Transcripts from the Legacy’s black box reveal that the São José dos Campos, São Paulo, air control tower authorized the small jet’s American pilots to fly at 37,000 feet through Manaus, capital of the state of Amazonas, Brazil.
Coming from the opposite direction at the same altitude was a Brazilian Boeing 737. The collision between the two planes ended up causing Brazil’s worst ever air accident with 154 people falling to their death into the Amazon jungle.
The new revelation published in today’s Folha de S. Paulo gives credence to Joe Lepore and Jean Paladin, the two American pilots of the Legacy, who have claimed from the start that they had such an authorization.
The authorization from São José dos Campos, the city where the brand new Legacy was bought, was just the first in a series of mistakes that would culminate into the crash, including communication failure with the Brasília tower and the Legacy’s transponder’s malfunction.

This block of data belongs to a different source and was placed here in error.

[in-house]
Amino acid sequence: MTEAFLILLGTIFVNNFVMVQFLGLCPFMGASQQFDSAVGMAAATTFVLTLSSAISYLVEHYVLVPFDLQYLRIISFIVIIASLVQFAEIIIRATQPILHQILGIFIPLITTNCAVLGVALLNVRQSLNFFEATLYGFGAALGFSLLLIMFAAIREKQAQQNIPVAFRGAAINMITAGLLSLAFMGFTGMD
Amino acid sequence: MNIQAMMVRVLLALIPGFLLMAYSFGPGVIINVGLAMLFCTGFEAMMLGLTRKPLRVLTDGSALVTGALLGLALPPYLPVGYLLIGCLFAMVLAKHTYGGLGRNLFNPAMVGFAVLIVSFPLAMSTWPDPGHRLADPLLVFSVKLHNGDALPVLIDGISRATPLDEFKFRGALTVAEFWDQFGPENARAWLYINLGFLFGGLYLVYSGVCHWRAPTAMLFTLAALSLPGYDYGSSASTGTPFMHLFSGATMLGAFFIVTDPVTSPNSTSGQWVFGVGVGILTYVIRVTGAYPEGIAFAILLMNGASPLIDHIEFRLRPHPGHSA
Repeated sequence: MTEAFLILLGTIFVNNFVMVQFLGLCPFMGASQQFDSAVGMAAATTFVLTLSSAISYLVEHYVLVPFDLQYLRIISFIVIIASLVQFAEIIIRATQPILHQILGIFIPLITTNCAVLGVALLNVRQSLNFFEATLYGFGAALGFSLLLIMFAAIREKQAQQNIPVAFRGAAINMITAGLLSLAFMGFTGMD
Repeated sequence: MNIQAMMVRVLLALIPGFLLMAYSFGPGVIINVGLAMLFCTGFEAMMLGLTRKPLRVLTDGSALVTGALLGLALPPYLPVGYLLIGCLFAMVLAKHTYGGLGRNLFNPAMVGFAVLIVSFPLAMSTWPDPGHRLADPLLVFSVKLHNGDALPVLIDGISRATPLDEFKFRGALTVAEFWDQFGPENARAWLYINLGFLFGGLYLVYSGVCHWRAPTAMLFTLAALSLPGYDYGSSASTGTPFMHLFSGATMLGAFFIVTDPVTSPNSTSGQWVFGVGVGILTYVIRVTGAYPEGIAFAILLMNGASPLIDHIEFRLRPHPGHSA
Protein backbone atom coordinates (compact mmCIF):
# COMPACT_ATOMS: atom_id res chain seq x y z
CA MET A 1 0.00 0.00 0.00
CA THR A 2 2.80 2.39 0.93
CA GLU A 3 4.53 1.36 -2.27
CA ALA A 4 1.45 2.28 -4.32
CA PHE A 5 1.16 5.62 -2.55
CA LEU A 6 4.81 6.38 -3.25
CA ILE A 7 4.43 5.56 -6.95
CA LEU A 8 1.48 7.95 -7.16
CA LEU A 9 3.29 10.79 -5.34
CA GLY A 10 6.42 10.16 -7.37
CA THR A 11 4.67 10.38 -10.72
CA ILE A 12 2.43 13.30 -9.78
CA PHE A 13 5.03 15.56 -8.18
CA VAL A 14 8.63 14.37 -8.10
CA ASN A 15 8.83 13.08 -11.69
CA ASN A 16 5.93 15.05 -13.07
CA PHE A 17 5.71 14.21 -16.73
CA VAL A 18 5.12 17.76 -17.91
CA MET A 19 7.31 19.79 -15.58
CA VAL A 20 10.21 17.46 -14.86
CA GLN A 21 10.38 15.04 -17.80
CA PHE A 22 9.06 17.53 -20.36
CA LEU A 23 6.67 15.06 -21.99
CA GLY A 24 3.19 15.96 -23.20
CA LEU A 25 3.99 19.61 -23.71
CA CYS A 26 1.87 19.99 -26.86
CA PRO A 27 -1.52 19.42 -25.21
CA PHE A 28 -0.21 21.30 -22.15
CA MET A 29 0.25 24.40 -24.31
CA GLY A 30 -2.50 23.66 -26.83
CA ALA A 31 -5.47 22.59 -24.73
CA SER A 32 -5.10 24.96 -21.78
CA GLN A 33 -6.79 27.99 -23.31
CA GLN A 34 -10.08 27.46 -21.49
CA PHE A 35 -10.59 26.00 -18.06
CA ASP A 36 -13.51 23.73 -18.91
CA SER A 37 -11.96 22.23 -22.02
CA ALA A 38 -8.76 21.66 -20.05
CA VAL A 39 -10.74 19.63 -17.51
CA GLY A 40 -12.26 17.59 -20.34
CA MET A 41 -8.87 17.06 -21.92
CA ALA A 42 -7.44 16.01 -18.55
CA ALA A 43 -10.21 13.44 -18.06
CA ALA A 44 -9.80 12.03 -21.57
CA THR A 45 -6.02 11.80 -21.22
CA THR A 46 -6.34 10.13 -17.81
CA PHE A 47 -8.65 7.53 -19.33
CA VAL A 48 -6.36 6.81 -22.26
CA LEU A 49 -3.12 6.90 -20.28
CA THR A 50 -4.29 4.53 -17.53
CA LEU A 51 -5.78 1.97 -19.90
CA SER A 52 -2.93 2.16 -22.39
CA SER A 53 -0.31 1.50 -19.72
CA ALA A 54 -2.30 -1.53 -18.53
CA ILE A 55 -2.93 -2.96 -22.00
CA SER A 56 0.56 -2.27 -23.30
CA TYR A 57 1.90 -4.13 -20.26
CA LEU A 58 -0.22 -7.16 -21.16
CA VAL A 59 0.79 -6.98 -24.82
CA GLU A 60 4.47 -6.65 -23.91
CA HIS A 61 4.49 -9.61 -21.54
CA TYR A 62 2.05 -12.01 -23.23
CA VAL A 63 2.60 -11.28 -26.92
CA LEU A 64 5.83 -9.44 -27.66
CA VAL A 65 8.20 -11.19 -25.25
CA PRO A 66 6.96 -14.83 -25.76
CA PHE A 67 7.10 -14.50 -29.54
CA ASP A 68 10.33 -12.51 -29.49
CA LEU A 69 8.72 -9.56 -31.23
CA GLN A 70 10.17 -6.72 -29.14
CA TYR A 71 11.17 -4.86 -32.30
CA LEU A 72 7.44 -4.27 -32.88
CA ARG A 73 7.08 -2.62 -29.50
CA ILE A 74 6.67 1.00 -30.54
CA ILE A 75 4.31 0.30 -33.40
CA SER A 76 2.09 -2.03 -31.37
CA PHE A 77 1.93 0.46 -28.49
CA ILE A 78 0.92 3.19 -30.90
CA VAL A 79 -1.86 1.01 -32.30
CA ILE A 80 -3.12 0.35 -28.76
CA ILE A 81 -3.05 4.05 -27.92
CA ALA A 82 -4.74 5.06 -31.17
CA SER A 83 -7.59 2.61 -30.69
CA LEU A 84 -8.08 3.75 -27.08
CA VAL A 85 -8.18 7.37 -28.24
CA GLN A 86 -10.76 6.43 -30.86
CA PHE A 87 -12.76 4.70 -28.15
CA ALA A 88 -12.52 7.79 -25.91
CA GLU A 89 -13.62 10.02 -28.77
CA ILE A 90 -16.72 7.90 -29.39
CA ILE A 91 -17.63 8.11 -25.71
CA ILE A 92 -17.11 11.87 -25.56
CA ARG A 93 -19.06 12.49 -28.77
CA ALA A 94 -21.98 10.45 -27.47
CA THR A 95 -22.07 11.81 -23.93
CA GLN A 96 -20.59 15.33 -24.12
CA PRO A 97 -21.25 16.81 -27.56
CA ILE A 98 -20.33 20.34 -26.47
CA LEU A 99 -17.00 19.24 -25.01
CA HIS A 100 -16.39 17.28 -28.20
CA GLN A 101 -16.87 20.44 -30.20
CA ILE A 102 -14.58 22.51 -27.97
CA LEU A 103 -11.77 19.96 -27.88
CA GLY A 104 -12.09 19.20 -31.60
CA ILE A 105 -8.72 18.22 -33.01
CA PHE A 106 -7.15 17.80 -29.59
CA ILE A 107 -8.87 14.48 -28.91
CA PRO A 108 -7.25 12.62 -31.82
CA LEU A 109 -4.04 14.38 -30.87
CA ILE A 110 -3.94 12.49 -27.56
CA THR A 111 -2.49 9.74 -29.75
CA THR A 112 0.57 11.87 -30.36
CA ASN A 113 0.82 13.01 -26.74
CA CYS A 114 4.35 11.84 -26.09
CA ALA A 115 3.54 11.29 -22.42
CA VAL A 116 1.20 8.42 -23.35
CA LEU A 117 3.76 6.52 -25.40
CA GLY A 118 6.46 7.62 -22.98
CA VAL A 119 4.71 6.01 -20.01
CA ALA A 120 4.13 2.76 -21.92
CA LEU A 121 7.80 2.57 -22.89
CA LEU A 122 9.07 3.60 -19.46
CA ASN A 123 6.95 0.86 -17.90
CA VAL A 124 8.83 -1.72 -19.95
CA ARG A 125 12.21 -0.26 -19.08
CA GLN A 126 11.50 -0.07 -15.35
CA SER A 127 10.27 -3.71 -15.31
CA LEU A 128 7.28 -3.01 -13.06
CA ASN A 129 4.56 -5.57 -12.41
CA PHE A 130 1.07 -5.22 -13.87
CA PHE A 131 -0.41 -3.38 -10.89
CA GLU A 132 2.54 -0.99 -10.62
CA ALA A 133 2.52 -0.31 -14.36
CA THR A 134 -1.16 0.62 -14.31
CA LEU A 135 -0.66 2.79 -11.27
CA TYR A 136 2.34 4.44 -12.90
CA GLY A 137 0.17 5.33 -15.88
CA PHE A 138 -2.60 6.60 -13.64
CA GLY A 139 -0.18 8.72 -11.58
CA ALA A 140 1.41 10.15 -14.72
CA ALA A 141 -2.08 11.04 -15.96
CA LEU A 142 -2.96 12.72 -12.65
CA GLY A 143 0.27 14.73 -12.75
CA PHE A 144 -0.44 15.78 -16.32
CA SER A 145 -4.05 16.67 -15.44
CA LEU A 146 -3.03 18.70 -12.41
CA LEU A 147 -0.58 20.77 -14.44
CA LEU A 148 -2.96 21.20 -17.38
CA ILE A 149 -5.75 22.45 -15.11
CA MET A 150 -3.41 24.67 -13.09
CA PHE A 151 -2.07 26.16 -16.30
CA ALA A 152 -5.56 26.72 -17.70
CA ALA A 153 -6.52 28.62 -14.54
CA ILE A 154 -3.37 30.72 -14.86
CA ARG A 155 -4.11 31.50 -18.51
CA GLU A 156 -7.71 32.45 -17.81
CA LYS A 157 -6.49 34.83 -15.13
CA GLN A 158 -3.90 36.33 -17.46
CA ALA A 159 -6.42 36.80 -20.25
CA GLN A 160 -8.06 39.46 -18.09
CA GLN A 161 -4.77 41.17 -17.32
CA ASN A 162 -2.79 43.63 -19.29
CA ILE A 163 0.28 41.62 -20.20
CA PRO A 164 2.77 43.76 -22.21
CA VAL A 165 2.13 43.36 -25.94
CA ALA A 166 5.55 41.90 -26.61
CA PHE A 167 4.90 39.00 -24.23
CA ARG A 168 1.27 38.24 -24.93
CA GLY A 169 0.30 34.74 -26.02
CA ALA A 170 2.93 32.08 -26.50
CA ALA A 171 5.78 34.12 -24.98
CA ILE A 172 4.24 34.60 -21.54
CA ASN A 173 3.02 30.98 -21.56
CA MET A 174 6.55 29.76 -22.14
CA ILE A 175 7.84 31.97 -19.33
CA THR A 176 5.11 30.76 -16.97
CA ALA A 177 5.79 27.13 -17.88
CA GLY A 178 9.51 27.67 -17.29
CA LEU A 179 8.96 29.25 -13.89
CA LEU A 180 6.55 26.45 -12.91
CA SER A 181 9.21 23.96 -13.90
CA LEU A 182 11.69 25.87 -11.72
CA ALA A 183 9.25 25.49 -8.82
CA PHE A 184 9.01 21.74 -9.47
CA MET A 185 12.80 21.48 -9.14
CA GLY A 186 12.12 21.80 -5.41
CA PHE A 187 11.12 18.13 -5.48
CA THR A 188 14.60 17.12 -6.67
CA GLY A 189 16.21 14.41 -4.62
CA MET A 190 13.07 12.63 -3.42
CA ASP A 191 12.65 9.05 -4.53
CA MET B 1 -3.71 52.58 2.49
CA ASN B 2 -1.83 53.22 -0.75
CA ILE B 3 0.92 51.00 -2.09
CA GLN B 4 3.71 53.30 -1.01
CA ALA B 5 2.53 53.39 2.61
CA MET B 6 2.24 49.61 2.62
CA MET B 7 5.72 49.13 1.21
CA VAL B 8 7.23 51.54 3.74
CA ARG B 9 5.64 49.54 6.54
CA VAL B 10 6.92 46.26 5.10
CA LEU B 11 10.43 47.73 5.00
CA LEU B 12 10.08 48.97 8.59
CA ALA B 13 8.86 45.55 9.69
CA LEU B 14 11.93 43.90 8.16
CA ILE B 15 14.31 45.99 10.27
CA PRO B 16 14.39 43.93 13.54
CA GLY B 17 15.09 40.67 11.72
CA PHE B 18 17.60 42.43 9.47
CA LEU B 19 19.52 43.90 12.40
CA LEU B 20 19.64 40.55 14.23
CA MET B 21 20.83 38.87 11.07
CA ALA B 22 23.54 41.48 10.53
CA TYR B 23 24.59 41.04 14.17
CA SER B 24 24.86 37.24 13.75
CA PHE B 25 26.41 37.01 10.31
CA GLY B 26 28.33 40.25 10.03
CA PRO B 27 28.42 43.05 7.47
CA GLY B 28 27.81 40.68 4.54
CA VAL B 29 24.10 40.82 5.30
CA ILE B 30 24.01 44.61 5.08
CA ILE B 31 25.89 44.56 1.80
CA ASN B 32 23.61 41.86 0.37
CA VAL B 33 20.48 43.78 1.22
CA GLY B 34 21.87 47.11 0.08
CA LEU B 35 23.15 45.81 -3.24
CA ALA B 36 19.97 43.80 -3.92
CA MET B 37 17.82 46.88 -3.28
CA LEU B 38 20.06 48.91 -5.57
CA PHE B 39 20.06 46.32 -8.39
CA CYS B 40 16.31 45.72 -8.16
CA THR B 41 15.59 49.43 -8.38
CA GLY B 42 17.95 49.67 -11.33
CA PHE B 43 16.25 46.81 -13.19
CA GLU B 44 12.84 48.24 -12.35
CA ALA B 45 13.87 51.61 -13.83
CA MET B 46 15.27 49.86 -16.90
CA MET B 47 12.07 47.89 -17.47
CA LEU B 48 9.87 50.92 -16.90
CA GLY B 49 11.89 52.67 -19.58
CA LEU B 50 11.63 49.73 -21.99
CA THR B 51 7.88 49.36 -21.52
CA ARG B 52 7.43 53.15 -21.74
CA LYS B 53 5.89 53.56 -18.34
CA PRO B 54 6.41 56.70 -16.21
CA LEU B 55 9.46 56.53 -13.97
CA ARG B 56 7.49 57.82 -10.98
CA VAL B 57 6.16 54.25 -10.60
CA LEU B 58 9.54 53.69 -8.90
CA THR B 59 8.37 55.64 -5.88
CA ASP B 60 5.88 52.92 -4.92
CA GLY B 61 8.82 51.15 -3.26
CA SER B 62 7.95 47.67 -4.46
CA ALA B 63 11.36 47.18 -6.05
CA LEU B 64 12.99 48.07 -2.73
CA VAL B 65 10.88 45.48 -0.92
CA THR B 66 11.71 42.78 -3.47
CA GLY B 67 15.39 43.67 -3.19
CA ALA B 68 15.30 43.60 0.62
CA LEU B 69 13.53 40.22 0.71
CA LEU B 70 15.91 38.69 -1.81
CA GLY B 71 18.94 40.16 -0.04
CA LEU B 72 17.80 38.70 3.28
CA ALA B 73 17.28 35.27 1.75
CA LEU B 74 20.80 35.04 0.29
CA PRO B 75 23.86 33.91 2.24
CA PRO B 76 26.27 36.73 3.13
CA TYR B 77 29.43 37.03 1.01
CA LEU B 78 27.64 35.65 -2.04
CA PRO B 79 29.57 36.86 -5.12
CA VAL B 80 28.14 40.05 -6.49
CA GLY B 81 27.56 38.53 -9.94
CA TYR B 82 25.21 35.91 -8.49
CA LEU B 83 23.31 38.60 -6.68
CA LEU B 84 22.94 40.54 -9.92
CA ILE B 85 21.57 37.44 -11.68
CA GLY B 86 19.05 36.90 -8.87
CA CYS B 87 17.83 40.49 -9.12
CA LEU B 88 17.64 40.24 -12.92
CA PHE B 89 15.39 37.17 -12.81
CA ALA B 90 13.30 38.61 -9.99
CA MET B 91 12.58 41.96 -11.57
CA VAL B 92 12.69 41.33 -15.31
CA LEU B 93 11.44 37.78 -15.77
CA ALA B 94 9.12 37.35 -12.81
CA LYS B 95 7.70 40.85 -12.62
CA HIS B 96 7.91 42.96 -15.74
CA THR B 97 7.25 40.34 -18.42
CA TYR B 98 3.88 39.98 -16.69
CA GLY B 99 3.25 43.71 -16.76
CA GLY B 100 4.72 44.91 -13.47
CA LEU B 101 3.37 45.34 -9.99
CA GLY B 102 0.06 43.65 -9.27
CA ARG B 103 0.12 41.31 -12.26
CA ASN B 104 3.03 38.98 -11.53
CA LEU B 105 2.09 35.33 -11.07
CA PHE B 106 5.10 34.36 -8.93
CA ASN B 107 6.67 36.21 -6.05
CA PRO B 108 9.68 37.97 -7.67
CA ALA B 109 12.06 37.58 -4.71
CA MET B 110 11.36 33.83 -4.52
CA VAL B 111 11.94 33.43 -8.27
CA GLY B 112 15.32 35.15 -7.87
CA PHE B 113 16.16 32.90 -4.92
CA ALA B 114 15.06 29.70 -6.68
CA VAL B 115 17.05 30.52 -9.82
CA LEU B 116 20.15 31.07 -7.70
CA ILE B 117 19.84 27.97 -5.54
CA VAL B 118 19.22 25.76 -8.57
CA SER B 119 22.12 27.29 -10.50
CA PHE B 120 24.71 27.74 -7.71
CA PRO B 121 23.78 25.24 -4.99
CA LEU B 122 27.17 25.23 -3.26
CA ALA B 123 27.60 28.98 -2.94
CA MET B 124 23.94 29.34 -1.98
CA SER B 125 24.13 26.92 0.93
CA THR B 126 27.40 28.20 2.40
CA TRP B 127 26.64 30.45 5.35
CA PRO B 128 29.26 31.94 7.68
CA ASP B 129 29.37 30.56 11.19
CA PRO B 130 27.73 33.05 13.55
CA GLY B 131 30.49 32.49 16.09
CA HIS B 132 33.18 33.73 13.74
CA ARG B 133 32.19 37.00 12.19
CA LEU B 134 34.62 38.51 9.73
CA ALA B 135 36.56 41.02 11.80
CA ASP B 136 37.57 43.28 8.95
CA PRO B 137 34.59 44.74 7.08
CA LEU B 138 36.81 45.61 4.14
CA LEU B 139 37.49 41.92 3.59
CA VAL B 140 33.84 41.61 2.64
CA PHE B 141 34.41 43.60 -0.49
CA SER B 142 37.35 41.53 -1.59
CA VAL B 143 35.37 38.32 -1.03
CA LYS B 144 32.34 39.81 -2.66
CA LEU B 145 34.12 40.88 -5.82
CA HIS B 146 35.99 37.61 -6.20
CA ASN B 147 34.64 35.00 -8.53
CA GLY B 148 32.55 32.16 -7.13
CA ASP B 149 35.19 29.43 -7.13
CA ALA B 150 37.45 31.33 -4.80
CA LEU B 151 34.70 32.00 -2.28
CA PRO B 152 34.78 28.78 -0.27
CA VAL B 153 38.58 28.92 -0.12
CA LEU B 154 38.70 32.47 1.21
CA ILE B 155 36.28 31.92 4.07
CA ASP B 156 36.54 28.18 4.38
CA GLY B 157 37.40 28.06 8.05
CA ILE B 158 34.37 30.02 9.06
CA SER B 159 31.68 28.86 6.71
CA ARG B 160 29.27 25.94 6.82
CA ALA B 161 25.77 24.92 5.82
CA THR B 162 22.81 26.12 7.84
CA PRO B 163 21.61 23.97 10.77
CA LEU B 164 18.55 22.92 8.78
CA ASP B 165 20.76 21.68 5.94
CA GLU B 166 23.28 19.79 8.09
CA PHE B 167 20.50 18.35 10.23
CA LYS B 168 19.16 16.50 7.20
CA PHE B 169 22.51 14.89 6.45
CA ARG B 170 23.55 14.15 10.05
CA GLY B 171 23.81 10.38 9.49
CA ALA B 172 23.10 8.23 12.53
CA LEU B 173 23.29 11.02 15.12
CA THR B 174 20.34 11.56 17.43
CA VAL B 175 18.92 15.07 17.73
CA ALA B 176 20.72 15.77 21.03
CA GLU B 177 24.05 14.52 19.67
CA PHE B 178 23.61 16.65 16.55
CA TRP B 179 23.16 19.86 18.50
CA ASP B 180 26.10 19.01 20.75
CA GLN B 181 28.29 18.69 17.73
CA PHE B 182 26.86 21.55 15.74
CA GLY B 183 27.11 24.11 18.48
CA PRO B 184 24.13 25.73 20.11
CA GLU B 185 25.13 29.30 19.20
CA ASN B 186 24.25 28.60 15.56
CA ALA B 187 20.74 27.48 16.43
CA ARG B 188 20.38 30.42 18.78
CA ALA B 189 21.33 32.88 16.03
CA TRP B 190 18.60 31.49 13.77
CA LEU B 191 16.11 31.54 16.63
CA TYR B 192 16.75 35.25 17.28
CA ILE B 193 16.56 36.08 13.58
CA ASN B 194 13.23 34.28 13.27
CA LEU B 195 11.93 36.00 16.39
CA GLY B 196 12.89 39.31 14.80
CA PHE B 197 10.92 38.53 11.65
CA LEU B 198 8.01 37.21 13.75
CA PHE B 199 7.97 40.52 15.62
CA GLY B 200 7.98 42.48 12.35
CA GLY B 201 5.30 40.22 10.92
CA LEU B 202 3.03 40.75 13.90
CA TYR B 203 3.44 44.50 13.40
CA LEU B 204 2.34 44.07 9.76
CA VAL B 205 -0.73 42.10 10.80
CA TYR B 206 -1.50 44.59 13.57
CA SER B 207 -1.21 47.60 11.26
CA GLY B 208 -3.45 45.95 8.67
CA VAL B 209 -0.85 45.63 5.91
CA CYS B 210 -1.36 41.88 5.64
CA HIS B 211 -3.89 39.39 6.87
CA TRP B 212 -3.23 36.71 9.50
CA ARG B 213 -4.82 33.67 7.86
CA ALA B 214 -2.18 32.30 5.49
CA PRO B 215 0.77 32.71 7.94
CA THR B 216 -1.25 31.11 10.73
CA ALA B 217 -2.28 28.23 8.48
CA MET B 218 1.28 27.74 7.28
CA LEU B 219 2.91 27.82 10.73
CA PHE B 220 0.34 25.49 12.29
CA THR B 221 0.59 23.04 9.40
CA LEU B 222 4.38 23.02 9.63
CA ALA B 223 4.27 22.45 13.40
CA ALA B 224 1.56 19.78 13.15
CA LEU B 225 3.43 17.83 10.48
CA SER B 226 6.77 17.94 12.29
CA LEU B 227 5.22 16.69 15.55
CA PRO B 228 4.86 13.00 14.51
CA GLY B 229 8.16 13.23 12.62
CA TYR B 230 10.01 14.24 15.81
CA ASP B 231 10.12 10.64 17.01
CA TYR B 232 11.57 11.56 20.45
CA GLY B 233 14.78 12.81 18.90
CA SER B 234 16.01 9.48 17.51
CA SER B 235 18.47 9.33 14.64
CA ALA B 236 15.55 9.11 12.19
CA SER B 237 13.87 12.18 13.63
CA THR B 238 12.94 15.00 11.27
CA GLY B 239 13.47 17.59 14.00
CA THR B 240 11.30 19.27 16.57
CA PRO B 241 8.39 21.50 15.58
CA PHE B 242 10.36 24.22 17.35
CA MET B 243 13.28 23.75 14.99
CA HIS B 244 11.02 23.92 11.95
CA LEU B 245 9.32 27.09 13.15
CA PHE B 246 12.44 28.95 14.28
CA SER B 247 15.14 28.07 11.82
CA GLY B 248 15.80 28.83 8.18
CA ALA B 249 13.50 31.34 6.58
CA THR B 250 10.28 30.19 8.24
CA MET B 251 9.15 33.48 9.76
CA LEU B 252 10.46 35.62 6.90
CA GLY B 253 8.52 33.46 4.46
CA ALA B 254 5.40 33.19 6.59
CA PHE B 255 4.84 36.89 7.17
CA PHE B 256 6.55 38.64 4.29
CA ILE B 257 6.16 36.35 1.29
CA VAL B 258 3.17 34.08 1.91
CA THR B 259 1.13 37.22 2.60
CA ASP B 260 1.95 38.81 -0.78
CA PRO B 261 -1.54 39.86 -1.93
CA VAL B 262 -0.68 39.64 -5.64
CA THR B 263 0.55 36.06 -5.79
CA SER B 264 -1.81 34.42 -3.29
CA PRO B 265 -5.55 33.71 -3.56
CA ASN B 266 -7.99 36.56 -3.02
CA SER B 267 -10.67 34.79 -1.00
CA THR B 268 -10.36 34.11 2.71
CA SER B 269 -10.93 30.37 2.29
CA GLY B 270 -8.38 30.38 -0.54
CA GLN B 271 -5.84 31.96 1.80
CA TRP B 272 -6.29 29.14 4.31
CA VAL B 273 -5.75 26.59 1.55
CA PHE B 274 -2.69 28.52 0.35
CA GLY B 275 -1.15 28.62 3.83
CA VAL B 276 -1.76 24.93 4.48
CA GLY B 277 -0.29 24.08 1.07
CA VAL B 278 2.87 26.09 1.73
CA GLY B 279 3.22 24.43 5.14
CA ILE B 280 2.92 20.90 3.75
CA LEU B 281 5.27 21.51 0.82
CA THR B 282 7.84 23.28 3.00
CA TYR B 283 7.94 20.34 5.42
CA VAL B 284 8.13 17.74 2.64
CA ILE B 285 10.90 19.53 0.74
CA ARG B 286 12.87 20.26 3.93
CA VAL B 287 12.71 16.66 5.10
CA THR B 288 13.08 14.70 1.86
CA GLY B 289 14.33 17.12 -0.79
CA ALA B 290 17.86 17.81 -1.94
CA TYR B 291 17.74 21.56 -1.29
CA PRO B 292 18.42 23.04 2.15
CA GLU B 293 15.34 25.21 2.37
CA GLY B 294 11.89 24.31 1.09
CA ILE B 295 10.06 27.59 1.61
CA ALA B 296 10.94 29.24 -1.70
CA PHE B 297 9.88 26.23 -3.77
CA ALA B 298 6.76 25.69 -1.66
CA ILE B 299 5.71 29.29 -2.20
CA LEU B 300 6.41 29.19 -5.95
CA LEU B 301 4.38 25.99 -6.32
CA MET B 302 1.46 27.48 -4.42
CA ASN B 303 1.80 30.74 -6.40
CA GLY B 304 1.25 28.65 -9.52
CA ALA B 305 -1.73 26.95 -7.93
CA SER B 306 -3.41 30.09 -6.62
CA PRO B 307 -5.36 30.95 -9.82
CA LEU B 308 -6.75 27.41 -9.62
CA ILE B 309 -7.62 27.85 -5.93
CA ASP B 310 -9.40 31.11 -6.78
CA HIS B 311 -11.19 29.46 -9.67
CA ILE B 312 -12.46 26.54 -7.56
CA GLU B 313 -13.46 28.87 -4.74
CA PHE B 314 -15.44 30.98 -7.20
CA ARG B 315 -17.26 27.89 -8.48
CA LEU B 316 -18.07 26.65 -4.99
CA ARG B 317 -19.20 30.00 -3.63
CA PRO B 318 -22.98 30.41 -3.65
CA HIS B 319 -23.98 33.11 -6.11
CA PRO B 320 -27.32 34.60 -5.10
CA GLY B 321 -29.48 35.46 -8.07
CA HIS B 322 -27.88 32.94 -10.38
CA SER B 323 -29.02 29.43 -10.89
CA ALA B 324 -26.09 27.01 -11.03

According to the original flight plan, the Legacy should fly at 37,000 feet from São José dos Campos to Brazilian capital Brasília, then drop to 36,000 feet till Mato Grosso state and from them on maintain a 38,000-feet altitude through Manaus.
The Legacy’s black box, which is being examined by Brazil’s Aeronautical Accidents Investigation and Prevention National Center shows, according to the Folha de S. Paulo, that the São José dos Campos air controller talked to Lepore and Paladin while authorizing them to take off.
The recorded dialogue shows that they were told to ascend to 37,000 and keep that altitude through the Eduardo Gomes airport, in Manaus. At take off Lepore identified his aircraft and soon after indicated he had reached the 37,000 feet.
When the controller asked him to turn on the transponder he just followed the instruction. Brasília’s Air Traffic Control center, the Cindacta 1, however, says that the transponder wasn’t working when the Legacy flew over Brasília.
In the tape obtained by the newspaper, the pilots say that they hadn’t been able to contact the tower and that they would follow the orders they had received from the São José dos Campos control tower.
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